- PostgreSQL. This open source database management system supports advanced data types and optimizations generally found only in pricey commercial databases, such as SQL Server or Oracle. You may also see it referred to by its original name, Postgres. For building applications with solid data integrity, PostgreSQL’s widespread compatibility and zero-cost (yes, it’s free) can support complex queries, especially valuable for data warehousing and analysis applications that need quick read-write capabilities.
- Airflow. This workflow management open source platform is especially equipped to execute complex dependencies across numerous systems, because of a plethora of plugins that can interact with most external systems. In practice, that might mean loading website analytics data into a data warehouse every hour, or aggregating sales updates from Salesforce directly dashboards and reports.
One important consideration for data warehousing is whether you’re looking for an on-premise or cloud based solution. Cloud-based software or platform as a service solutions are appealing because they are generally maintenance-free, and can free up resources for other focuses.
- Snowflake. This cloud-based solution is delivered as SaaS – meaning no need for hardware or software installation, configuration, and management. This flexibility enables even small organizations to move data into Snowflake, to maximize on the storage and computation available – or to focus on just one, if both storage and computation aren’t essential.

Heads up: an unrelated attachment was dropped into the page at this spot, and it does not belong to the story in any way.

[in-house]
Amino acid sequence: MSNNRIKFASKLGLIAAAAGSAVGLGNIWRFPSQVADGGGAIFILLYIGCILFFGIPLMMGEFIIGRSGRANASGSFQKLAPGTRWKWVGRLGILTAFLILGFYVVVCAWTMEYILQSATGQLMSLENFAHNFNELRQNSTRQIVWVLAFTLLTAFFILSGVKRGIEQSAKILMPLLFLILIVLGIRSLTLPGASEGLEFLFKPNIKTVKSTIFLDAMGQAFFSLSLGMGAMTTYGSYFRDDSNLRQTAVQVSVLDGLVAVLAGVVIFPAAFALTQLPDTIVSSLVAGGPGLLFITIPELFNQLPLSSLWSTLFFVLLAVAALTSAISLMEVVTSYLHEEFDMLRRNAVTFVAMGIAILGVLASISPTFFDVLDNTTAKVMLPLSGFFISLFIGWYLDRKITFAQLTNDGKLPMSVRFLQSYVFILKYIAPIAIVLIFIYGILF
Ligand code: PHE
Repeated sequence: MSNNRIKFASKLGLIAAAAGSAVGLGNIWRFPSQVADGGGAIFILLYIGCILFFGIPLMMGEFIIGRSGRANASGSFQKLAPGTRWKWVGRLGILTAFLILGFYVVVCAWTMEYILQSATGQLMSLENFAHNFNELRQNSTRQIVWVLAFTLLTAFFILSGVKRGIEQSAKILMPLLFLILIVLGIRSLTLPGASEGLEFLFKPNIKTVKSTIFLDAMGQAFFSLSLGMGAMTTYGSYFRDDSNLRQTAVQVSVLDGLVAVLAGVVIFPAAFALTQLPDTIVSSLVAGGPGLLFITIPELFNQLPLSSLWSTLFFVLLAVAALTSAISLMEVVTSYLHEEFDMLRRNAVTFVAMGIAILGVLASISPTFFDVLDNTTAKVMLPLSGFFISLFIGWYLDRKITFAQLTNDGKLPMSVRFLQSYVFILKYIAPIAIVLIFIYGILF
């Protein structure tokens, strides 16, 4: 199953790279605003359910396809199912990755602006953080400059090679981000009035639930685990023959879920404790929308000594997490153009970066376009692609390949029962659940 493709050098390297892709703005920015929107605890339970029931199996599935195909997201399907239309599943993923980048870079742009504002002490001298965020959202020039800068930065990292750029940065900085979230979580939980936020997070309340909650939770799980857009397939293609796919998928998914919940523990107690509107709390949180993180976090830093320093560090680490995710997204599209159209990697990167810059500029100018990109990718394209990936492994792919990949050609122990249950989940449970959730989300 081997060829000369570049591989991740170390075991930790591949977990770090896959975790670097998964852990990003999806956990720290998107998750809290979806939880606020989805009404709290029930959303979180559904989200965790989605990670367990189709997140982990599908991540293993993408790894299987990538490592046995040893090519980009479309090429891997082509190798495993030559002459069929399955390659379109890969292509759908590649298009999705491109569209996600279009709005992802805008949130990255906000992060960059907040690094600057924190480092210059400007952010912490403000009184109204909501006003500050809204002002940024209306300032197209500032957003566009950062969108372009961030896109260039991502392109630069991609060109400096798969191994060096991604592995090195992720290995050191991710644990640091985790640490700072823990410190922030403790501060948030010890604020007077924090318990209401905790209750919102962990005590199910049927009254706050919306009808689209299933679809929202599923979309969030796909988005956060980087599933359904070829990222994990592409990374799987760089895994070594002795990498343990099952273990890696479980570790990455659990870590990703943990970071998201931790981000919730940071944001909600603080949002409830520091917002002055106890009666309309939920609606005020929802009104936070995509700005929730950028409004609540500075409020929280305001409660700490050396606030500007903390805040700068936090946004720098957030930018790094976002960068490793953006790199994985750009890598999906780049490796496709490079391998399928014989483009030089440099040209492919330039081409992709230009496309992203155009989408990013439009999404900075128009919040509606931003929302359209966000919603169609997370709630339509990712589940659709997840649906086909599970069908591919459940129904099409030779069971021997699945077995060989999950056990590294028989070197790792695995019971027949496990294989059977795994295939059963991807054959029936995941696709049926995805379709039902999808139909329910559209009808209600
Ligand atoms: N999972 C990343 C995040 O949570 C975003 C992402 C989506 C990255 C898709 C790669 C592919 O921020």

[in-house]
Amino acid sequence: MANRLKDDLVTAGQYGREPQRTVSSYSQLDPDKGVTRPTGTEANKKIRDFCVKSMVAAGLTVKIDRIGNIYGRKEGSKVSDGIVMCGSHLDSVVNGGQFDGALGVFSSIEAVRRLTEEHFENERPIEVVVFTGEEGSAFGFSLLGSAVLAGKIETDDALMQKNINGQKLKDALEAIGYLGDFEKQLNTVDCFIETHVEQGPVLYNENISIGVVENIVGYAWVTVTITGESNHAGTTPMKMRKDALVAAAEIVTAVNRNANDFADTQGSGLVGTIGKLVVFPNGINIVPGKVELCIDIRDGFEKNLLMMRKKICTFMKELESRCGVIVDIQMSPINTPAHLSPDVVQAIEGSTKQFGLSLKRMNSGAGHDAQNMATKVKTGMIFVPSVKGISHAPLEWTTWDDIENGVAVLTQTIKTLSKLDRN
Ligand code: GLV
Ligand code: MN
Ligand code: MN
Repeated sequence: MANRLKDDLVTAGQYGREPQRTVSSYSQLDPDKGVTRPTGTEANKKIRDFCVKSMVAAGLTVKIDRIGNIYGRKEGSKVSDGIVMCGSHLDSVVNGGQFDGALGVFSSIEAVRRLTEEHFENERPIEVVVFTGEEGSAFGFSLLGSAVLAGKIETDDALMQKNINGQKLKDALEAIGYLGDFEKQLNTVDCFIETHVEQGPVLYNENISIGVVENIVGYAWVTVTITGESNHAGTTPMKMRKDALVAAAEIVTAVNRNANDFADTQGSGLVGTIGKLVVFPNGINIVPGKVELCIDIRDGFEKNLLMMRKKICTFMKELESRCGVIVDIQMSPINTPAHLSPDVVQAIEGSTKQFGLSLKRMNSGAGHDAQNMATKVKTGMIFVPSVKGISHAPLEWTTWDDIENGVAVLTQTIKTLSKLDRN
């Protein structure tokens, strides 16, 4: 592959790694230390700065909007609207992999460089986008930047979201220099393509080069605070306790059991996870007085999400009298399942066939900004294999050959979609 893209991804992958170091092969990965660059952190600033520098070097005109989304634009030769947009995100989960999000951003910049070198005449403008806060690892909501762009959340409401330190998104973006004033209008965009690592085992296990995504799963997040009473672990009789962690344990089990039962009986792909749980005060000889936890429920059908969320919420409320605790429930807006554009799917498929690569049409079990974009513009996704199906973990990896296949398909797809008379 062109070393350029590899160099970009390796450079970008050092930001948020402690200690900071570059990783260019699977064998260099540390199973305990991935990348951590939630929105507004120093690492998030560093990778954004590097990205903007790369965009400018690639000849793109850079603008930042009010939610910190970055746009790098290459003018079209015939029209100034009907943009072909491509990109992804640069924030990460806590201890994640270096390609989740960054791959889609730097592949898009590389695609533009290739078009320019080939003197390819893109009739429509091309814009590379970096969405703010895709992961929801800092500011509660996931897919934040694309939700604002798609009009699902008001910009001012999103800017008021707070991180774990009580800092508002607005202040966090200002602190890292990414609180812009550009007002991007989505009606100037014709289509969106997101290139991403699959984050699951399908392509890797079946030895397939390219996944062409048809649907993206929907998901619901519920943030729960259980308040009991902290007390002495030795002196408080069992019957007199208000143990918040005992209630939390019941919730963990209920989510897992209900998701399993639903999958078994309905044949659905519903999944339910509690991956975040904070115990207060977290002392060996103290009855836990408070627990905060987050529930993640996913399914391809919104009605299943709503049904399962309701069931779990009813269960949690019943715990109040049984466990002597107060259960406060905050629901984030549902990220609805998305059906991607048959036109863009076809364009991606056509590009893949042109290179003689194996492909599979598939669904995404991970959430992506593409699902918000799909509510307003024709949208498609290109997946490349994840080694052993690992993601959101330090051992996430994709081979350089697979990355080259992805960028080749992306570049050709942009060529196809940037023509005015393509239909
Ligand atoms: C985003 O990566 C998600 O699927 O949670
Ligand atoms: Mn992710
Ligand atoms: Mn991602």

- Embulk. This open-source data loader helps transfer data between database storage or cloud services. With an ability to predict file formats and execute big datasets, Embulk is equipped to handle unwieldy data. In practice, businesses often need to fetch and sync data sources in various formats (CSV, MySQL, JSON, etc.) from multiple locations to other databases, warehouses, or files.
- Redash. This cloud-based platform enables small and midsized businesses to query data sources, specify role-based access, automate alerts, and create data visualizations for business intelligence, essentially making complex data accessible to anyone within an organization.
- Metabase. This platform can be either cloud-based or on-premise, and it helps businesses with KPI tracking, dashboarding, database management, record filtering, and query building. As a self-hosted software, it requires manual updates.
Some parting words
It’s not possible to learn every technology on the market today (really, it’s probably not even possible to count them). To refine your data science stack, you should:
- Understand what your objectives are
- Weigh the pros and cons of specific technologies
- Narrow your focus to a few essential tools
- Understand what common knowledge is required to use a tool in the stack
- Prioritize and minimize technology stack
Leveraging existing infrastructure can also help simplify business processes – if the organization is already using a data warehouse, there is no need to develop a separate infrastructure for data scientists. In fact, using a common infrastructure can eliminate the burden of sourcing, verifying, and cleaning the data and allow other facets of the organization to focus on the data warehouse maintenance, freeing data scientists to focus on their core value add: making models and algorithms.
Looking to learn more about data science stacks? Watch our On-Demand webinar entitled, “Data Science: Effective Use Cases & ROI.”